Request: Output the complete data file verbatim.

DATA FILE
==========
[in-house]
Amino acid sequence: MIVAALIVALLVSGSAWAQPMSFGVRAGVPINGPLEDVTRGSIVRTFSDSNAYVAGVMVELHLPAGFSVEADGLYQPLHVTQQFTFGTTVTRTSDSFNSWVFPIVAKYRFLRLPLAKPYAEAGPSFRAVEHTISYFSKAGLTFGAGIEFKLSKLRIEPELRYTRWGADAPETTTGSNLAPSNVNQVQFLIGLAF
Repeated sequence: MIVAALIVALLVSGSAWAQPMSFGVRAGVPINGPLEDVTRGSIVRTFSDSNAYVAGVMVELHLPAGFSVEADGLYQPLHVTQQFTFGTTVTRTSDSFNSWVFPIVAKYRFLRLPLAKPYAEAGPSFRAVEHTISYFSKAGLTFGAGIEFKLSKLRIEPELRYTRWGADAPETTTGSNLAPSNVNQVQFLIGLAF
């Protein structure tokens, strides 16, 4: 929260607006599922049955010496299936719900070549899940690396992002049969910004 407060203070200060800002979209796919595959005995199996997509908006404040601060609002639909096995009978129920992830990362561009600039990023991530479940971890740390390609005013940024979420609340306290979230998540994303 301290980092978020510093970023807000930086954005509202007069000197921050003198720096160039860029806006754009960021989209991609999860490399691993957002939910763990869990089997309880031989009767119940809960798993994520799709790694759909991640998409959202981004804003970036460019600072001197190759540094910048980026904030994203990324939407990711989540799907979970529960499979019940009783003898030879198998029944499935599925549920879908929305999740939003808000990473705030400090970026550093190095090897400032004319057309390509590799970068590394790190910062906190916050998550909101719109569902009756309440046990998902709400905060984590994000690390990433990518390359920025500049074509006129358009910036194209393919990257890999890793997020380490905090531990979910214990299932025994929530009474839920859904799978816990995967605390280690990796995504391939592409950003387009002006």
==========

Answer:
[in-house]
Amino acid sequence: MIVAALIVALLVSGSAWAQPMSFGVRAGVPINGPLEDVTRGSIVRTFSDSNAYVAGVMVELHLPAGFSVEADGLYQPLHVTQQFTFGTTVTRTSDSFNSWVFPIVAKYRFLRLPLAKPYAEAGPSFRAVEHTISYFSKAGLTFGAGIEFKLSKLRIEPELRYTRWGADAPETTTGSNLAPSNVNQVQFLIGLAF
Repeated sequence: MIVAALIVALLVSGSAWAQPMSFGVRAGVPINGPLEDVTRGSIVRTFSDSNAYVAGVMVELHLPAGFSVEADGLYQPLHVTQQFTFGTTVTRTSDSFNSWVFPIVAKYRFLRLPLAKPYAEAGPSFRAVEHTISYFSKAGLTFGAGIEFKLSKLRIEPELRYTRWGADAPETTTGSNLAPSNVNQVQFLIGLAF
């Protein structure tokens, strides 16, 4: 929260607006599922049955010496299936719900070549899940690396992002049969910004 407060203070200060800002979209796919595959005995199996997509908006404040601060609002639909096995009978129920992830990362561009600039990023991530479940971890740390390609005013940024979420609340306290979230998540994303 301290980092978020510093970023807000930086954005509202007069000197921050003198720096160039860029806006754009960021989209991609999860490399691993957002939910763990869990089997309880031989009767119940809960798993994520799709790694759909991640998409959202981004804003970036460019600072001197190759540094910048980026904030994203990324939407990711989540799907979970529960499979019940009783003898030879198998029944499935599925549920879908929305999740939003808000990473705030400090970026550093190095090897400032004319057309390509590799970068590394790190910062906190916050998550909101719109569902009756309440046990998902709400905060984590994000690390990433990518390359920025500049074509006129358009910036194209393919990257890999890793997020380490905090531990979910214990299932025994929530009474839920859904799978816990995967605390280690990796995504391939592409950003387009002006």